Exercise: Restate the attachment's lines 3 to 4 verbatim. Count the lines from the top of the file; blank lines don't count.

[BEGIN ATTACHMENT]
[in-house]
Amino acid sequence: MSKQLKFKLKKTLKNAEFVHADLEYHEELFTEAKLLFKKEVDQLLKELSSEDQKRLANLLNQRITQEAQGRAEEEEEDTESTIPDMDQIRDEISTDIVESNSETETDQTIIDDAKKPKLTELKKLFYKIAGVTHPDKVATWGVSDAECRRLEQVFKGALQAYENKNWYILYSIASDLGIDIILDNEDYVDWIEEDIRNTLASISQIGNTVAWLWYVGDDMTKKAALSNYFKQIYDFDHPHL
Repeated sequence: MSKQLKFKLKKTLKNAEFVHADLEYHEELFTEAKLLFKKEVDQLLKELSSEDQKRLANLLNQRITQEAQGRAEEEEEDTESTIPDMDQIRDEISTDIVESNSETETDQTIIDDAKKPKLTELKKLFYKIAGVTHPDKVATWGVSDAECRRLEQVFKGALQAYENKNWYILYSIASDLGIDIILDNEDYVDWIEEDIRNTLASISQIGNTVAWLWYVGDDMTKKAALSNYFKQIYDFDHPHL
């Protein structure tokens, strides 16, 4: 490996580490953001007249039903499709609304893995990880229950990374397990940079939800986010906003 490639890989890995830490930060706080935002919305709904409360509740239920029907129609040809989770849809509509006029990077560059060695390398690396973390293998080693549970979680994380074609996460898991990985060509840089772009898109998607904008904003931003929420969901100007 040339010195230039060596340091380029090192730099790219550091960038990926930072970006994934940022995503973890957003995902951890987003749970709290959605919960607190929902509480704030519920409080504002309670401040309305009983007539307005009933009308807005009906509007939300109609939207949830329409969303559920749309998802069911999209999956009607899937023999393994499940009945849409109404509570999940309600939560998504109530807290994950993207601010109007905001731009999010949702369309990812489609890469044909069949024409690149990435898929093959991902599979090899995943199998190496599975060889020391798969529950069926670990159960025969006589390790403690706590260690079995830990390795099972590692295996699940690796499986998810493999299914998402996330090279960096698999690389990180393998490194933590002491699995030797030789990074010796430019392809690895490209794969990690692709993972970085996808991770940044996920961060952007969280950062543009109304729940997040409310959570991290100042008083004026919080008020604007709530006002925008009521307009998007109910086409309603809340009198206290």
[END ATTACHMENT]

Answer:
Repeated sequence: MSKQLKFKLKKTLKNAEFVHADLEYHEELFTEAKLLFKKEVDQLLKELSSEDQKRLANLLNQRITQEAQGRAEEEEEDTESTIPDMDQIRDEISTDIVESNSETETDQTIIDDAKKPKLTELKKLFYKIAGVTHPDKVATWGVSDAECRRLEQVFKGALQAYENKNWYILYSIASDLGIDIILDNEDYVDWIEEDIRNTLASISQIGNTVAWLWYVGDDMTKKAALSNYFKQIYDFDHPHL
């Protein structure tokens, strides 16, 4: 490996580490953001007249039903499709609304893995990880229950990374397990940079939800986010906003 490639890989890995830490930060706080935002919305709904409360509740239920029907129609040809989770849809509509006029990077560059060695390398690396973390293998080693549970979680994380074609996460898991990985060509840089772009898109998607904008904003931003929420969901100007 040339010195230039060596340091380029090192730099790219550091960038990926930072970006994934940022995503973890957003995902951890987003749970709290959605919960607190929902509480704030519920409080504002309670401040309305009983007539307005009933009308807005009906509007939300109609939207949830329409969303559920749309998802069911999209999956009607899937023999393994499940009945849409109404509570999940309600939560998504109530807290994950993207601010109007905001731009999010949702369309990812489609890469044909069949024409690149990435898929093959991902599979090899995943199998190496599975060889020391798969529950069926670990159960025969006589390790403690706590260690079995830990390795099972590692295996699940690796499986998810493999299914998402996330090279960096698999690389990180393998490194933590002491699995030797030789990074010796430019392809690895490209794969990690692709993972970085996808991770940044996920961060952007969280950062543009109304729940997040409310959570991290100042008083004026919080008020604007709530006002925008009521307009998007109910086409309603809340009198206290």